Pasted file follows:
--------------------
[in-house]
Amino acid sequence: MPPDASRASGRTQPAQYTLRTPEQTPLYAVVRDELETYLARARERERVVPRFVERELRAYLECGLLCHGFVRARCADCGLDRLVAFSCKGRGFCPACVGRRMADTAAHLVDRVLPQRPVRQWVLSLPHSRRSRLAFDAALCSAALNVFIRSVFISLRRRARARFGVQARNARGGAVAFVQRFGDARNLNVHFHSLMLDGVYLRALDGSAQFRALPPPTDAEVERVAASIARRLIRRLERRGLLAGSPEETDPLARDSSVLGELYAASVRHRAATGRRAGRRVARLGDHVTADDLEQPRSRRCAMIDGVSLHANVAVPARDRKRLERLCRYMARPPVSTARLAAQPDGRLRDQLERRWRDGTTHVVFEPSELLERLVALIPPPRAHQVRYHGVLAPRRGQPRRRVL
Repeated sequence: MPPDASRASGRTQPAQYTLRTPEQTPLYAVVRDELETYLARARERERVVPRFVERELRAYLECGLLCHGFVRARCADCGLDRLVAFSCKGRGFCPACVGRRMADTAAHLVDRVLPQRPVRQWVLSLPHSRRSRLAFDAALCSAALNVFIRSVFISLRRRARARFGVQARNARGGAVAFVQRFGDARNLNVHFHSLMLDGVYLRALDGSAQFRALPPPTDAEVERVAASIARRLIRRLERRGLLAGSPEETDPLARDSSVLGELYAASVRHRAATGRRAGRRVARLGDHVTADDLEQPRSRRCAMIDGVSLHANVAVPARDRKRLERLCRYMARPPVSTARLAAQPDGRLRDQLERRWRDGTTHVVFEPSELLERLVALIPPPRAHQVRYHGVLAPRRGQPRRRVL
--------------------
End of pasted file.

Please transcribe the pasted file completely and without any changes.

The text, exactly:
[in-house]
Amino acid sequence: MPPDASRASGRTQPAQYTLRTPEQTPLYAVVRDELETYLARARERERVVPRFVERELRAYLECGLLCHGFVRARCADCGLDRLVAFSCKGRGFCPACVGRRMADTAAHLVDRVLPQRPVRQWVLSLPHSRRSRLAFDAALCSAALNVFIRSVFISLRRRARARFGVQARNARGGAVAFVQRFGDARNLNVHFHSLMLDGVYLRALDGSAQFRALPPPTDAEVERVAASIARRLIRRLERRGLLAGSPEETDPLARDSSVLGELYAASVRHRAATGRRAGRRVARLGDHVTADDLEQPRSRRCAMIDGVSLHANVAVPARDRKRLERLCRYMARPPVSTARLAAQPDGRLRDQLERRWRDGTTHVVFEPSELLERLVALIPPPRAHQVRYHGVLAPRRGQPRRRVL
Repeated sequence: MPPDASRASGRTQPAQYTLRTPEQTPLYAVVRDELETYLARARERERVVPRFVERELRAYLECGLLCHGFVRARCADCGLDRLVAFSCKGRGFCPACVGRRMADTAAHLVDRVLPQRPVRQWVLSLPHSRRSRLAFDAALCSAALNVFIRSVFISLRRRARARFGVQARNARGGAVAFVQRFGDARNLNVHFHSLMLDGVYLRALDGSAQFRALPPPTDAEVERVAASIARRLIRRLERRGLLAGSPEETDPLARDSSVLGELYAASVRHRAATGRRAGRRVARLGDHVTADDLEQPRSRRCAMIDGVSLHANVAVPARDRKRLERLCRYMARPPVSTARLAAQPDGRLRDQLERRWRDGTTHVVFEPSELLERLVALIPPPRAHQVRYHGVLAPRRGQPRRRVL